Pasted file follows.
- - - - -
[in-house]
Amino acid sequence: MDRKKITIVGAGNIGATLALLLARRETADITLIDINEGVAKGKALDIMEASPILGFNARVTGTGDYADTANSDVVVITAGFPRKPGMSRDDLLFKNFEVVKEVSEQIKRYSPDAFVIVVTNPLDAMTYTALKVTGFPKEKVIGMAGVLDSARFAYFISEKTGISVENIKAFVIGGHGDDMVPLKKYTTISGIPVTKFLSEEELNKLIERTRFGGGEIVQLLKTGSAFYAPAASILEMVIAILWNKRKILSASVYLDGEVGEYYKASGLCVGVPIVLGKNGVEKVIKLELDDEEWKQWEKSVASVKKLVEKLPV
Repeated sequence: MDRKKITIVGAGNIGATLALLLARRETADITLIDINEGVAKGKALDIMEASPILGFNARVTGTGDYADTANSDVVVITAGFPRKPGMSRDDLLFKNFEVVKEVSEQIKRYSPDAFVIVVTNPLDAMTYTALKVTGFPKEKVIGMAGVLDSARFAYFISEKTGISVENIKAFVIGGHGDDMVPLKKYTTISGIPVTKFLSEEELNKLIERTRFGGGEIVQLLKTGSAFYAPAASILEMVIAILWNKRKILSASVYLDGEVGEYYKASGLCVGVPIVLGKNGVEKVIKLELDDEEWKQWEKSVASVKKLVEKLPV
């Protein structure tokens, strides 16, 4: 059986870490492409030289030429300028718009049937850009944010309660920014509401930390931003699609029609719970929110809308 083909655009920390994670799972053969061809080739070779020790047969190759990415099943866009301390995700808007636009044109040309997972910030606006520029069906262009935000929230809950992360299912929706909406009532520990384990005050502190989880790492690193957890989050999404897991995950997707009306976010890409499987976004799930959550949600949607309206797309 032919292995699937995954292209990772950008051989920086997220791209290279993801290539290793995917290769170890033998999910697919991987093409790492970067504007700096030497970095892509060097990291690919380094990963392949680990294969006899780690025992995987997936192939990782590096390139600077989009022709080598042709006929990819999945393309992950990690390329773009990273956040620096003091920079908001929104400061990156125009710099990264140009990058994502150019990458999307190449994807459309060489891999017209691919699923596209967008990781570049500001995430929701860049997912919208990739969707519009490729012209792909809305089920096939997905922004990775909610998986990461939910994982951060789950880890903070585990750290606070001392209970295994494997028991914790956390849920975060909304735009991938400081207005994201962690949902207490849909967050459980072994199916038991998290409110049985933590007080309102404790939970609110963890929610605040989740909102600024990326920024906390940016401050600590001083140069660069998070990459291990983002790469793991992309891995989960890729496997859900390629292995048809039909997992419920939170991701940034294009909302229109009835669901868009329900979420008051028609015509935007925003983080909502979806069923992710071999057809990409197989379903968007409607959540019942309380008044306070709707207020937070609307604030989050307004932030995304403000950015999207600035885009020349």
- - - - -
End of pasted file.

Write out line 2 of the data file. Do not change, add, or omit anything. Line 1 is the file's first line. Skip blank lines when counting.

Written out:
Amino acid sequence: MDRKKITIVGAGNIGATLALLLARRETADITLIDINEGVAKGKALDIMEASPILGFNARVTGTGDYADTANSDVVVITAGFPRKPGMSRDDLLFKNFEVVKEVSEQIKRYSPDAFVIVVTNPLDAMTYTALKVTGFPKEKVIGMAGVLDSARFAYFISEKTGISVENIKAFVIGGHGDDMVPLKKYTTISGIPVTKFLSEEELNKLIERTRFGGGEIVQLLKTGSAFYAPAASILEMVIAILWNKRKILSASVYLDGEVGEYYKASGLCVGVPIVLGKNGVEKVIKLELDDEEWKQWEKSVASVKKLVEKLPV